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The colonic mucus layer, comprised of highly O-glycosylated mucins, is vital to mediating host-gut microbiota interactions, yet the impact of dietary changes on colonic mucin O-glycosylation and its associations with the gut microbiota remains unexplored. Here, we used an array of omics techniques including glycomics to examine the effect of dietary fiber consumption on the gut microbiota, colonic mucin O-glycosylation and host physiology of high-fat diet-fed C57BL/6J mice. The high-fat diet group had significantly impaired glucose tolerance and altered liver proteome, gut microbiota composition, and short-chain fatty acid production compared to normal chow diet group. While dietary fiber inclusion did not reverse all high fat-induced modifications, it resulted in specific changes, including an increase in the relative abundance of bacterial families with known fiber digesters and a higher propionate concentration. Conversely, colonic mucin O-glycosylation remained similar between the normal chow and high-fat diet groups, while dietary fiber intervention resulted in major alterations in O-glycosylation. Correlation network analysis revealed previously undescribed associations between specific bacteria and mucin glycan structures. For example, the relative abundance of the bacterium Parabacteroides distasonis positively correlated with glycan structures containing one terminal fucose and correlated negatively with glycans containing two terminal fucose residues or with both an N-acetylneuraminic acid and a sulfate residue. This is the first comprehensive report of the impact of dietary fiber on the colonic mucin O-glycosylation and associations of these mucosal glycans with specific gut bacteria.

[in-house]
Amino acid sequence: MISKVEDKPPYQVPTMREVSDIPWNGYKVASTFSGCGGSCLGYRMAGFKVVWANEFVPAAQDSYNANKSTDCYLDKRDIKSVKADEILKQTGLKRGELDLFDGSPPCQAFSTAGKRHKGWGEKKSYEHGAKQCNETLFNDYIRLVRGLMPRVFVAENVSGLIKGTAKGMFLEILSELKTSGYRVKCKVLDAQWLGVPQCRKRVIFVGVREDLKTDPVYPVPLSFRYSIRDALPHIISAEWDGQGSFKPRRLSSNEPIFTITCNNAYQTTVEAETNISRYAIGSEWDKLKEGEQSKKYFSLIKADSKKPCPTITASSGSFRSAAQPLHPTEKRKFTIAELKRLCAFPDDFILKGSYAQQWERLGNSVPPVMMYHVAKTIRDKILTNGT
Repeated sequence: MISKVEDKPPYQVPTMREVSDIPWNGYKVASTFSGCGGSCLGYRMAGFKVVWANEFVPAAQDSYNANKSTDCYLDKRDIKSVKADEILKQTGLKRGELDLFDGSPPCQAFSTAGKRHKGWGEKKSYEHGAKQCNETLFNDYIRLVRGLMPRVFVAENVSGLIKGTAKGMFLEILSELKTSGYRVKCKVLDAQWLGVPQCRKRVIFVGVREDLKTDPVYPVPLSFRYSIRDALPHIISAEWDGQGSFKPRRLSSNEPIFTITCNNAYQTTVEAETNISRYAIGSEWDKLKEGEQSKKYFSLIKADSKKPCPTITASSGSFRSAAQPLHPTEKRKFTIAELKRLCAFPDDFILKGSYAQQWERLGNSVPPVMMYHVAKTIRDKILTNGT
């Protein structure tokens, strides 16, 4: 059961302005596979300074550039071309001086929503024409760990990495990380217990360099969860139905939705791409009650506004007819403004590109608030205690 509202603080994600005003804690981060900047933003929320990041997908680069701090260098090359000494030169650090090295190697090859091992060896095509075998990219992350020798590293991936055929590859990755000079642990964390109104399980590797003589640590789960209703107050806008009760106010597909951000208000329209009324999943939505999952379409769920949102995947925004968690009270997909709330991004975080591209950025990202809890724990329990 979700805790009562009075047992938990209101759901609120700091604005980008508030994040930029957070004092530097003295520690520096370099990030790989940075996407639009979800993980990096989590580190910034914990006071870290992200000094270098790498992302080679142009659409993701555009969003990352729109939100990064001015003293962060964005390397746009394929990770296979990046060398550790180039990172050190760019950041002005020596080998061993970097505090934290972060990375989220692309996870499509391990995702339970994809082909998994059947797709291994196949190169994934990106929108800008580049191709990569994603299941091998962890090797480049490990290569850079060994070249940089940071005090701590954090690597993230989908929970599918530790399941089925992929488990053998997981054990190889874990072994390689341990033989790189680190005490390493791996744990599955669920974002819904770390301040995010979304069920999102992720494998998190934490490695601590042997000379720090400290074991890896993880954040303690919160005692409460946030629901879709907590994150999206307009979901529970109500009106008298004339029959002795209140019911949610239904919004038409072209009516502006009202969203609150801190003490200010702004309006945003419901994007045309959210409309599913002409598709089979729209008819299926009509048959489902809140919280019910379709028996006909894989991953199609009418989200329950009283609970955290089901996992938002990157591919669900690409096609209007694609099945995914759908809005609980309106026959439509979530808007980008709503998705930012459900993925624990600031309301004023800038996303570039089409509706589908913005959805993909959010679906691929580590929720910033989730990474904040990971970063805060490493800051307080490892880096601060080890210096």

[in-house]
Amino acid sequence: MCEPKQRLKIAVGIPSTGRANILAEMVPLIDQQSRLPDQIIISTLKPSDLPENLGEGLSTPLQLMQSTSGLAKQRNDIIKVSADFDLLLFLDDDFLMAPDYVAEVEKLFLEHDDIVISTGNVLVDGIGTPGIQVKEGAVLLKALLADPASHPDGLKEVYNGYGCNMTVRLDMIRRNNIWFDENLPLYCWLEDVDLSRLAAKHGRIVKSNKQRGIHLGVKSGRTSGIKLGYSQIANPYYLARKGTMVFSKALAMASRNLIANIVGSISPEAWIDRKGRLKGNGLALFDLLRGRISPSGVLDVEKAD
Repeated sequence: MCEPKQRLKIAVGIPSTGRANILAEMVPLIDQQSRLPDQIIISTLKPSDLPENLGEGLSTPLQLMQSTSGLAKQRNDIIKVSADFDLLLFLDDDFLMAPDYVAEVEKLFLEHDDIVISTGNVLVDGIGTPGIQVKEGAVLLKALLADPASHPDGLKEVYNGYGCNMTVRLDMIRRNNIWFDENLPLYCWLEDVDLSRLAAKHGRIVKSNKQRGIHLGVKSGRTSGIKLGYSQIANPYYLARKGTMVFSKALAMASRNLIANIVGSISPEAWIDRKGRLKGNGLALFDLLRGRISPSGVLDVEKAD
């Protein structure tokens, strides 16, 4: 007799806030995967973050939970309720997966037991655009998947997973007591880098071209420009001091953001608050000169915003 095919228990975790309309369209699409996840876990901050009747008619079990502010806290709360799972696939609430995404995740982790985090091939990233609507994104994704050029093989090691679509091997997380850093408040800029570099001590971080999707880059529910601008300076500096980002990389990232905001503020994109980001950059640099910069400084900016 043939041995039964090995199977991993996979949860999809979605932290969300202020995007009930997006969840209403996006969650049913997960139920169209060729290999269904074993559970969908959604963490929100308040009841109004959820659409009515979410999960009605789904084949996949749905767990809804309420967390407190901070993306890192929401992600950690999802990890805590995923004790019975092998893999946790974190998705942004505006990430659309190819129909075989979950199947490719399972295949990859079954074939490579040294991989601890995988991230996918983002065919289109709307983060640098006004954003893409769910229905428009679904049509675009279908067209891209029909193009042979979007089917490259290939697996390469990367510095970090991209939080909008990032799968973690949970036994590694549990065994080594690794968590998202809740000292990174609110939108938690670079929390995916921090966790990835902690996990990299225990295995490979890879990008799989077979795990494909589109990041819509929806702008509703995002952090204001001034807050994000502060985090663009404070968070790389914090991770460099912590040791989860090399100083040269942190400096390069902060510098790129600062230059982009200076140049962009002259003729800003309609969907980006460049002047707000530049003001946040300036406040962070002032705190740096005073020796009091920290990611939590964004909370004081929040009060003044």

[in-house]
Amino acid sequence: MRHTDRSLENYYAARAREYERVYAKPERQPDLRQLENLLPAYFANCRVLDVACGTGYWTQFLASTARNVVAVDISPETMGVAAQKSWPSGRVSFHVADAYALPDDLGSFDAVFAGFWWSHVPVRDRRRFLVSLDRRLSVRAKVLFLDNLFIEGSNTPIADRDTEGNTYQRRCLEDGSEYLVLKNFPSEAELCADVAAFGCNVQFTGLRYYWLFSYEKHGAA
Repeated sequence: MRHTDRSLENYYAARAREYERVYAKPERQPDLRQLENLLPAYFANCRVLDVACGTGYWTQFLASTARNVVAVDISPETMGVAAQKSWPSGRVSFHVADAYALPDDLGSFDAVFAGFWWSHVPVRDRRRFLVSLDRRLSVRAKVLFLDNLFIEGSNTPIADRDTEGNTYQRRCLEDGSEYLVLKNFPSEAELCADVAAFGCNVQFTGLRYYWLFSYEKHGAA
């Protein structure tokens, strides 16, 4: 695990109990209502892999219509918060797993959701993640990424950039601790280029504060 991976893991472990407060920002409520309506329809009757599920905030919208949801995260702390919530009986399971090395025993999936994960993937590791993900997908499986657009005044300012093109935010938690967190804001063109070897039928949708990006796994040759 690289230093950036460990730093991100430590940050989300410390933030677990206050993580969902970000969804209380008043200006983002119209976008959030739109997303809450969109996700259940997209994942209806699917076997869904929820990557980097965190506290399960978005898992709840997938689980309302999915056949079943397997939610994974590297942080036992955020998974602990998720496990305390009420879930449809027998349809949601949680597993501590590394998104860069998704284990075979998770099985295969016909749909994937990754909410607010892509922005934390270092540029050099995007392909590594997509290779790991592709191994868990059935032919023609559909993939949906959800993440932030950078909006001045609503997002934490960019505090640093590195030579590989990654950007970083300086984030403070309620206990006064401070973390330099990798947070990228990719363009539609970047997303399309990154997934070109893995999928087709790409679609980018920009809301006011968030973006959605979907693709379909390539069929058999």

Hasinika K A H Gamage,Raymond W W Chong,Daniel Bucio-Noble
Mark P Molloy,Nicolle H Packer,Ian T Paulsen
Hasinika K A H Gamage,Raymond W W Chong,Daniel Bucio-Noble,Liisa Kautto,Anandwardhan Hardikar,Malcolm S Ball,Mark P Molloy,Nicolle H Packer,Ian T Paulsen